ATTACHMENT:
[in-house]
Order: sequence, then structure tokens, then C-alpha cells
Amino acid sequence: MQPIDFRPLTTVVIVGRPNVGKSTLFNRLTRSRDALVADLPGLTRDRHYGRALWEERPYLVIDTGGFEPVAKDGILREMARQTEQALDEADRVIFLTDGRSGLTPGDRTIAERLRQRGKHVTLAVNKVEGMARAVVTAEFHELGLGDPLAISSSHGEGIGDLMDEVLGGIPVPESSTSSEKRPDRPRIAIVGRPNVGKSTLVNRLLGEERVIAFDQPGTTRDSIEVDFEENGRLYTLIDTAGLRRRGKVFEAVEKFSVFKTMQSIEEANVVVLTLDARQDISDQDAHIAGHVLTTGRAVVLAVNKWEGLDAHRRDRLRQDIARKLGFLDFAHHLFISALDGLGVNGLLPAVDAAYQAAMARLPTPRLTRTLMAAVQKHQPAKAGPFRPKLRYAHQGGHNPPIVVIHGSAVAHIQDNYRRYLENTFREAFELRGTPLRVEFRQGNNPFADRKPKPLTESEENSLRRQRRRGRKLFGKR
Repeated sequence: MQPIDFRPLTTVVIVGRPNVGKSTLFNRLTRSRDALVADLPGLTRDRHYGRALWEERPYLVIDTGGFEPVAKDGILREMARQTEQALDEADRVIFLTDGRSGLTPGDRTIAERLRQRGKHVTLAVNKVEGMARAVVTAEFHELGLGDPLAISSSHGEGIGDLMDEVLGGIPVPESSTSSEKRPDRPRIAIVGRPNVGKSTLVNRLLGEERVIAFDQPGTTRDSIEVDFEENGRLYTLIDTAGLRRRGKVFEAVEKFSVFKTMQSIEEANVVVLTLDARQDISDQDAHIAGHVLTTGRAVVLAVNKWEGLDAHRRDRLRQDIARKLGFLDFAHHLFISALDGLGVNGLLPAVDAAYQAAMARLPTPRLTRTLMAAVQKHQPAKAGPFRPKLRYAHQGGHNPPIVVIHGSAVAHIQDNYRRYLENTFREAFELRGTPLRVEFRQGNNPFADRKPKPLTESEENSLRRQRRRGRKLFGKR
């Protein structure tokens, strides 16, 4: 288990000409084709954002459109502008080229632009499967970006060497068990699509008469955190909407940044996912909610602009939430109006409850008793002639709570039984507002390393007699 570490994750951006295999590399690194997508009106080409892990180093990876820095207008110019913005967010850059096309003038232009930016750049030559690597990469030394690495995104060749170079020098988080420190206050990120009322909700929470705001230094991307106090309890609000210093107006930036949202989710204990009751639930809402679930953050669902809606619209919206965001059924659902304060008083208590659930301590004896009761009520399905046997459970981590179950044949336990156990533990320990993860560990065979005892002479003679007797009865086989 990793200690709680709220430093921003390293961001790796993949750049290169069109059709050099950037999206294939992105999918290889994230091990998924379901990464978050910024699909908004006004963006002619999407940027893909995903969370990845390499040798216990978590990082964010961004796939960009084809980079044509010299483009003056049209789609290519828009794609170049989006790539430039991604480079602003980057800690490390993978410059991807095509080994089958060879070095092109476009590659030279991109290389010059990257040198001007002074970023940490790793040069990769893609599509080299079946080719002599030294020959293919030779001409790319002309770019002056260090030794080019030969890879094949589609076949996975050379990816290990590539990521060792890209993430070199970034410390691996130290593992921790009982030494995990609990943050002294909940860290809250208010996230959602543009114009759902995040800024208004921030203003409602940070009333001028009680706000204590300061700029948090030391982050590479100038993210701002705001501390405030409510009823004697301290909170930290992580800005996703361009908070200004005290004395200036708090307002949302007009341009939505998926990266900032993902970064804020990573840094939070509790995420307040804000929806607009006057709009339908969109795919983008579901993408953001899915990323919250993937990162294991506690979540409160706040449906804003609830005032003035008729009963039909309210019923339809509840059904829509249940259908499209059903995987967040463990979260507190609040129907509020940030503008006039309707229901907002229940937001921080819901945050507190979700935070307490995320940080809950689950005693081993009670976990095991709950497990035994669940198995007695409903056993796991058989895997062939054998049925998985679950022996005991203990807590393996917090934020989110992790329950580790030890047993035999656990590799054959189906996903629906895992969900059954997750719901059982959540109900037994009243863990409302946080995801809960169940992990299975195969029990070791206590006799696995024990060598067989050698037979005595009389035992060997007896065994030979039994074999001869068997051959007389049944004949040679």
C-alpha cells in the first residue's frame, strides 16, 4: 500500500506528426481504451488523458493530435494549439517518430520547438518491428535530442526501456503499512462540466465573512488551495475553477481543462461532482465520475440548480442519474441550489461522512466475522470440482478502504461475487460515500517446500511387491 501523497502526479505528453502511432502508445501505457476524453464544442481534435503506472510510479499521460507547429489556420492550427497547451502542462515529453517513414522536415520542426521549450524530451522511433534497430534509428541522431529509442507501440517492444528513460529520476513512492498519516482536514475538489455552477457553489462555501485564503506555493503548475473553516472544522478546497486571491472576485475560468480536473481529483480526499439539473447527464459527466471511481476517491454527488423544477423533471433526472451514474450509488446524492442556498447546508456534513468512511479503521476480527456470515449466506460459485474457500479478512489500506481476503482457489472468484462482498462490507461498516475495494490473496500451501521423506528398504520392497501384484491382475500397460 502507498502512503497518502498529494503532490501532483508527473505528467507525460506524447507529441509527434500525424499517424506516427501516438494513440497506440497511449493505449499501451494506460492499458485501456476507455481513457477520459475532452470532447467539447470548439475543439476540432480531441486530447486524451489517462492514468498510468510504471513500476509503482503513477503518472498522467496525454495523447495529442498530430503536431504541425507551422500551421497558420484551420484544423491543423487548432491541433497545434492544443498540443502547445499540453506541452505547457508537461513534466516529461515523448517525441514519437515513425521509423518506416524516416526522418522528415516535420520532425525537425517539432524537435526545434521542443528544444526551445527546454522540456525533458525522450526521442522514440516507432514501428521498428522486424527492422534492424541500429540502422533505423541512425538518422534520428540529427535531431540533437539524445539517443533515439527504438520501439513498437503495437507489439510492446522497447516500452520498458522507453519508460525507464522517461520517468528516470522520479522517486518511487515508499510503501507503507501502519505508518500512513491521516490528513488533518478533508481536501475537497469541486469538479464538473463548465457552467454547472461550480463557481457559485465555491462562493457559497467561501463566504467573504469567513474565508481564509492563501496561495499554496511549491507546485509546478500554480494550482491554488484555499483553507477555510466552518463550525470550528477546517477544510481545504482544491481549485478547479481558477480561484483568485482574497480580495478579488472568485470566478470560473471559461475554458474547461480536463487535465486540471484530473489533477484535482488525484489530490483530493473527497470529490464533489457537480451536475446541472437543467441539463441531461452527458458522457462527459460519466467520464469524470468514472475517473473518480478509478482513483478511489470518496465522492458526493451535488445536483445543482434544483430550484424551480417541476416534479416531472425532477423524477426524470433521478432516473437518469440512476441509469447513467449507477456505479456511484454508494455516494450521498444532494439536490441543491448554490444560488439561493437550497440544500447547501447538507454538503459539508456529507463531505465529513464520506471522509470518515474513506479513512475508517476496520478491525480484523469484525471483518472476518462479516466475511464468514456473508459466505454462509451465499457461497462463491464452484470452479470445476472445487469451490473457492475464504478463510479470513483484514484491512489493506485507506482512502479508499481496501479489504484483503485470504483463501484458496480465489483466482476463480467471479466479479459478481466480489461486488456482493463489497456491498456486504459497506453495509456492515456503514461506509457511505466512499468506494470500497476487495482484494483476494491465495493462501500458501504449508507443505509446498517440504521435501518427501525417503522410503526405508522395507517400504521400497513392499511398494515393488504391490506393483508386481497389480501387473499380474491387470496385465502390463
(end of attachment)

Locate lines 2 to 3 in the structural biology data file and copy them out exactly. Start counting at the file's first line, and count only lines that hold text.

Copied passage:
Order: sequence, then structure tokens, then C-alpha cells
Amino acid sequence: MQPIDFRPLTTVVIVGRPNVGKSTLFNRLTRSRDALVADLPGLTRDRHYGRALWEERPYLVIDTGGFEPVAKDGILREMARQTEQALDEADRVIFLTDGRSGLTPGDRTIAERLRQRGKHVTLAVNKVEGMARAVVTAEFHELGLGDPLAISSSHGEGIGDLMDEVLGGIPVPESSTSSEKRPDRPRIAIVGRPNVGKSTLVNRLLGEERVIAFDQPGTTRDSIEVDFEENGRLYTLIDTAGLRRRGKVFEAVEKFSVFKTMQSIEEANVVVLTLDARQDISDQDAHIAGHVLTTGRAVVLAVNKWEGLDAHRRDRLRQDIARKLGFLDFAHHLFISALDGLGVNGLLPAVDAAYQAAMARLPTPRLTRTLMAAVQKHQPAKAGPFRPKLRYAHQGGHNPPIVVIHGSAVAHIQDNYRRYLENTFREAFELRGTPLRVEFRQGNNPFADRKPKPLTESEENSLRRQRRRGRKLFGKR